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The protection of databases remains known as the sui generis right — a specific property right for databases that is unrelated to other forms of protection such as copyright.
Works such as computer databases and other tables and compilations as well as computer programs, were incorporated via amendments, into the definition of “literary work‟. As per Section 2(o) of the Copyright Act, the meaning of “literary work” includes a “computer database”.
Databases remain generally protected by copyright law as compilations. Under the Copyright Act, a compilation is defined as a “collection and assembling of preexisting materials or of data that are selected in such a way that the resulting work as a whole constitutes an original work of authorship.”
Case C-762/19 specifically arose out of two preliminary judgments delivered by the Riga Regional Court (Civil Section, Latvia) concerning. The interpretation of Article 7 (2) of Council Directive 96/9 / E.C., of March 11, 1996. On the legal protection of databases in disputes between CV-Online Latvia S.I.A. and MELONS SIA. Derived from the visualization provided by the latter in the list of results generated by its. A search engine of a hypertext link that redirects to the CV-Online website and meta. Tags inserted by the latter in the programming of this site.
What Questions Were Asked For A Preliminary Resolution?
Specifically, the questions posed to the Court of Justice of the European Union referred to the question of whether proposing a list of results through. A search engine having obtained its results through. A hypertext link that redirected the user to the Internet site of a third party. In which the content of a database. That can be consult constitutes a “reuse” of that database in accordance with article 7.2 b) of Directive 96/9 / E.C. And if the information collected through the meta tags of such. Website on which this offered search engine would be included in the definition of “payment.”
What Was The Solution Adopted By The Cjeu?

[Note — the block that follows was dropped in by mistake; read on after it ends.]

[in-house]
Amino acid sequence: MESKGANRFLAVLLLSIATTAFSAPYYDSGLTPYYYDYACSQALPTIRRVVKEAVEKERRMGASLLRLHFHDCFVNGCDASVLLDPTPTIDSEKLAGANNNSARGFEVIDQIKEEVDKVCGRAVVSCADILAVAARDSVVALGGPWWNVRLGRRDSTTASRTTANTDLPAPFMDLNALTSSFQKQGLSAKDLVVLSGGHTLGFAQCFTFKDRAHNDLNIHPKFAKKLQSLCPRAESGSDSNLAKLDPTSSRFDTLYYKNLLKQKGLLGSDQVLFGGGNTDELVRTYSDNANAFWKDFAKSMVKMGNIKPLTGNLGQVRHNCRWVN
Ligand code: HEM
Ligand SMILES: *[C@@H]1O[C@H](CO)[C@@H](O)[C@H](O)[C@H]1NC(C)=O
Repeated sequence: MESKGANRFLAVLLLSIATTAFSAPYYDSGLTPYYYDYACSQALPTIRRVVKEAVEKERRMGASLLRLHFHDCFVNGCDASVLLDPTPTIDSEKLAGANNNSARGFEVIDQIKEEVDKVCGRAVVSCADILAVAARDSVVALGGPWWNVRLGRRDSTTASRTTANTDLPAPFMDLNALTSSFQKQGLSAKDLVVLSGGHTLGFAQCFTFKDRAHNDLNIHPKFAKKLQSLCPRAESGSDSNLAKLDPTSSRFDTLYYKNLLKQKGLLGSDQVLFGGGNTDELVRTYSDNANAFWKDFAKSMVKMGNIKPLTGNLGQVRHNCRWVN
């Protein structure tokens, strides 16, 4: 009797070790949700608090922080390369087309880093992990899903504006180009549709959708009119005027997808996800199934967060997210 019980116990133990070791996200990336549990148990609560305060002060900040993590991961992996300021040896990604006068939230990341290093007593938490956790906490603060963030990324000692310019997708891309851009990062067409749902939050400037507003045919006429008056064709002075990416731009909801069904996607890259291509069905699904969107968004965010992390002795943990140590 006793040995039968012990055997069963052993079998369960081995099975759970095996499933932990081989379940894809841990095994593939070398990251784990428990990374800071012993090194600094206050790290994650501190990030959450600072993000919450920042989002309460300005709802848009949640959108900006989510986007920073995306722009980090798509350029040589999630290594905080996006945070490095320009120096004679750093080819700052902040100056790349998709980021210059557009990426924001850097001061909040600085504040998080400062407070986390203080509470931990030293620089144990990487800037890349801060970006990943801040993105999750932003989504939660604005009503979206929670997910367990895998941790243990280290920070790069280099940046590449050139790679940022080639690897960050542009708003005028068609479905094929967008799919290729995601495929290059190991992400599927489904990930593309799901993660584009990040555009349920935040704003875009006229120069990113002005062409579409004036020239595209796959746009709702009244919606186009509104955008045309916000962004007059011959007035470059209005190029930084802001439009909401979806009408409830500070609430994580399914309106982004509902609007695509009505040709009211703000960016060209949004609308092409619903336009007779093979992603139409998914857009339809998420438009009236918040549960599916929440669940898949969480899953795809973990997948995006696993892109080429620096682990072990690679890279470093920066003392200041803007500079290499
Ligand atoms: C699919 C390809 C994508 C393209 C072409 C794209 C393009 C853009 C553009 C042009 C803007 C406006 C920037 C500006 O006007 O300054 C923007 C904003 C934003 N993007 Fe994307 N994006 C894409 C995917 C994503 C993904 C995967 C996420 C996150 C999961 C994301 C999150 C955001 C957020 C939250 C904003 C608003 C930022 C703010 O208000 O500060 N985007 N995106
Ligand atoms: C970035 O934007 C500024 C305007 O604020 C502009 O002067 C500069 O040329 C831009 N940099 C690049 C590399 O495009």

The Court of Justice of the European Union ruled in this case by establishing that Article 7 of the Directive on the protection of the sui generis right of databases must be interpret in the sense that: “a specialized search engine on the Internet in the database content search of or lists all or a substantial part of a freely accessible database on the Internet and then allows its users to search this database on their own website according to the relevant criteria.
Its content carries out an “extraction” and a “reuse” of said content (…) that the manufacturer of a said database may prohibit to the extent that such acts are detrimental to its investment in obtaining, verifying. Or presentation of said content, that is. On condition that they constitute a risk for the possibilities of amortization of this. Investment due to the normal operation of the database are subject to litigation. Purpose quality that the referring court must verify.
In other words, the Court of Justice of the European Union concluded, in this case, that indeed. The owner of the database would not have the right to prohibit the extraction of information and the reuse of its database only if these acts cause damage to said database. Holder with regard to the depreciation of the investment made by this holder for the generation of his database.
Rights, And The Basics
In addition, the Court of Justice of the European Union transferred this last condition to the Regional Court of Riga so that the final question could be clarified by said court.
Databases are generally protect by copyright as compilations. Under the Copyright Act, a compilation is define as a “collection and assembly of pre-existing material or data. That is select in such a way that the resulting work as a whole constitutes an original work of authorship.” 17. U.S.C. § 101. Pre-existing material or data may be copyright or maybe unprotect facts or ideas (see BitLaw’s discussion of unprotected ideas for more information).